East of Boothbay Harbor, Maine 3

Seaward Side of Monhegan Island

Wash Day on Matinicus
Wash Day on Matinicus

East of Boothbay Harbor III

As waves pounded the rocky shoreline of Ocean Point, fog rolled in from offshore, and the mystical foghorns blared through gray stillness. Ships at sea blew their horns at regular intervals in the oncoming night as nearby cottage lights cut dim patterns through the ever-thickening fog. My family and I worried over whether or not the next day would be nice to sail twenty miles out to Matinicus, one of the outermost inhabited islands off the coast of Maine.

Ten hours later at 5:00 am, the ocean was azure under a cloudless sky, and so we drove fifty miles upcoast to Rockland to board a supply ship Mary A through the Penobscot Bay out to our island. When we arrived at the Maine State Ferry Terminal, the tide stood at rock-bottom low, and the Mary A stood so far down in the water that her mast top remained equal with the level of the dock. The central Maine coast has thirty-foot tides and if you go up to New Brunswick, Canada along the Bay of Fundy, tides can be over forty feet during a full moon.

Our Sea Voyage Out to Matinicus

After we took our seats in the stern, I looked up at the wharf pilings to notice countless thousands of edible mussels and brightly colored periwinkles which, if boiled, taste as sweet as a nut. I often wonder why early English settlers on the Maine coast continually ran out of food--they must have come from the Midlands and not from the sea coast. In clear icy water beneath the dock, many bright red starfish slithered along the bottom and an occasional eel bobbed its head out of concealment.

At exactly 7:45 am, the Mary A chugged slowly out of Rockland Harbor past fisheries and moored ships and out past the impressive Rockland Breakwater, a half mile-long pile of huge rocks to shelter the harbor from any possible storm. Perched at the end of the breakwater stood a small lighthouse. The farther we moved out to sea, the more magnificent the rugged shoreline appeared to be. The Camden Hills, rising to 1,300 feet, formed the background lending a Mediterranean look. The last lighthouse, Owl's Head, stood up high on a spruce-clad cliff.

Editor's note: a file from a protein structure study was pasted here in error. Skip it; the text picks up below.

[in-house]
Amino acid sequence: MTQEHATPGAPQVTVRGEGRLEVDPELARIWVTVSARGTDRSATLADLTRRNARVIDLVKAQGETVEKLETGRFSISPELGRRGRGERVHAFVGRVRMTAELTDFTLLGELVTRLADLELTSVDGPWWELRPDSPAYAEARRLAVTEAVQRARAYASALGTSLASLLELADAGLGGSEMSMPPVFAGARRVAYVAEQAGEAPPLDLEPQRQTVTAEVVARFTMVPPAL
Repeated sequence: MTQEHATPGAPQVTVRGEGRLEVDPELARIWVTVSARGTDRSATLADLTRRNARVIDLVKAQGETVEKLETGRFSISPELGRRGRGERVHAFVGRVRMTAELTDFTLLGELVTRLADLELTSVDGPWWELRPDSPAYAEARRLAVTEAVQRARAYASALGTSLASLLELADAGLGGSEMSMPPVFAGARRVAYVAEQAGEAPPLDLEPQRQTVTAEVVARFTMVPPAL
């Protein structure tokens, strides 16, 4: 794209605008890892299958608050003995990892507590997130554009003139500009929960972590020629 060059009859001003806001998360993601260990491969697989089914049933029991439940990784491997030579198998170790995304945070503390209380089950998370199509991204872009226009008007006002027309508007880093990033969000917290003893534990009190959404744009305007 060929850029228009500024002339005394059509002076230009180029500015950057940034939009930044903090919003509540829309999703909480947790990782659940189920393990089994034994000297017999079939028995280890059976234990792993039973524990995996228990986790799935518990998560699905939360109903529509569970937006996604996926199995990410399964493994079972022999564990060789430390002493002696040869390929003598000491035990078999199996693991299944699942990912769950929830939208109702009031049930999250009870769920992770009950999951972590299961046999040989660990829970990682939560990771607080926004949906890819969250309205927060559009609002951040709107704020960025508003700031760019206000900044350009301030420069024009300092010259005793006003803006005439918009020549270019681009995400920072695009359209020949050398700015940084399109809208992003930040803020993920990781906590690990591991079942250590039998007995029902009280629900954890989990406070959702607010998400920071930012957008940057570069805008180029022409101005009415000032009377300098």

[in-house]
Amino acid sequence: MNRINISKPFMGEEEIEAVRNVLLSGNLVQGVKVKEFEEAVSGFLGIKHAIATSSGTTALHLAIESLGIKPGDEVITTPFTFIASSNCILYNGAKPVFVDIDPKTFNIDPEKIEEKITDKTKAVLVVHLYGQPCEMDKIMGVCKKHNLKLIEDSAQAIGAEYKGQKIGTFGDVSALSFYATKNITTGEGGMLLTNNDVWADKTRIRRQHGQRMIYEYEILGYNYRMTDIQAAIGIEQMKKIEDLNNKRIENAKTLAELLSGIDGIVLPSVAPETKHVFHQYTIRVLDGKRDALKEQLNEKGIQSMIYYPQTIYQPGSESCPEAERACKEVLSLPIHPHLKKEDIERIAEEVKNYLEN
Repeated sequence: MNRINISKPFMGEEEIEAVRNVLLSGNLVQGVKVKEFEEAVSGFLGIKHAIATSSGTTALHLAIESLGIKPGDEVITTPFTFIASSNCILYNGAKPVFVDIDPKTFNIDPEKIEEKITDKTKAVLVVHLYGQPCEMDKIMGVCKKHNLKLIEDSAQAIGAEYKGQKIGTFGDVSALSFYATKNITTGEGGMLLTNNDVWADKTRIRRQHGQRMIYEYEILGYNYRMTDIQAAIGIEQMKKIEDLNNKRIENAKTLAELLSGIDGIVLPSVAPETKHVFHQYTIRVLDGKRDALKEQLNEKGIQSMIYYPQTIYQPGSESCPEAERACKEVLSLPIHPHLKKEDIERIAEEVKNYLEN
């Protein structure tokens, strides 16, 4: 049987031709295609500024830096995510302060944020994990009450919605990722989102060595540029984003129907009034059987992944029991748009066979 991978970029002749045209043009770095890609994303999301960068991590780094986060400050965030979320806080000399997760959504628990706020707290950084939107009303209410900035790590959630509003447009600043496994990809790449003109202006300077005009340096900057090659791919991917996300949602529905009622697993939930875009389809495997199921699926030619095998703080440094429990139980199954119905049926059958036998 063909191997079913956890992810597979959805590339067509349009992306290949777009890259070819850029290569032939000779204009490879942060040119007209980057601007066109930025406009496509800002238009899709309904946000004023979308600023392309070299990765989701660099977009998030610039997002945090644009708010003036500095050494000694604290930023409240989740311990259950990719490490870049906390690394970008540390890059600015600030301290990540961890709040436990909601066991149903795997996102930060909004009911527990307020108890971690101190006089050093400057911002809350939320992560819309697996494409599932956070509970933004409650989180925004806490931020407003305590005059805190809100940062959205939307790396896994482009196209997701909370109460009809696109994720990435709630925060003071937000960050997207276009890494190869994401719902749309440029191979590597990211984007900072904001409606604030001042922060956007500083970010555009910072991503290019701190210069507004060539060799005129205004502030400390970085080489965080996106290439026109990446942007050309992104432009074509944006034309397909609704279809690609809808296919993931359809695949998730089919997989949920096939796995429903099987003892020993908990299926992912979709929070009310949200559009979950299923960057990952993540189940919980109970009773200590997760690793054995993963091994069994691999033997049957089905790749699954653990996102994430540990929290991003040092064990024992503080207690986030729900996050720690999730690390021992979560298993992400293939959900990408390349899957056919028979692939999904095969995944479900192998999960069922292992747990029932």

Once out at sea, ocean swells grew larger and larger giving a pleasant roll to the ship. Far on the horizon ten miles toward Nova Scotia, Matinicus appeared as a faint sliver of darkness. Though today the sun felt warm, I could readily imagine this ship caked with ice during winter as it is a year-round supply and mail ship. To our portside, two large gray porpoises curved gracefully through the water. Mainland seagulls followed our ship all the way from Rockland as Matinicus gradually loomed larger and larger. The clanging of a bell buoy and larger flocks of sea birds marked our closeness to the harbor of Matinicus--an Abenaki word having two meanings: "a group of grassy islands" and "a flock of wild turkeys." Indeed several small grassy islands lay offshore including Wooden Ball. In the old days, wild turkeys were in abundance out here.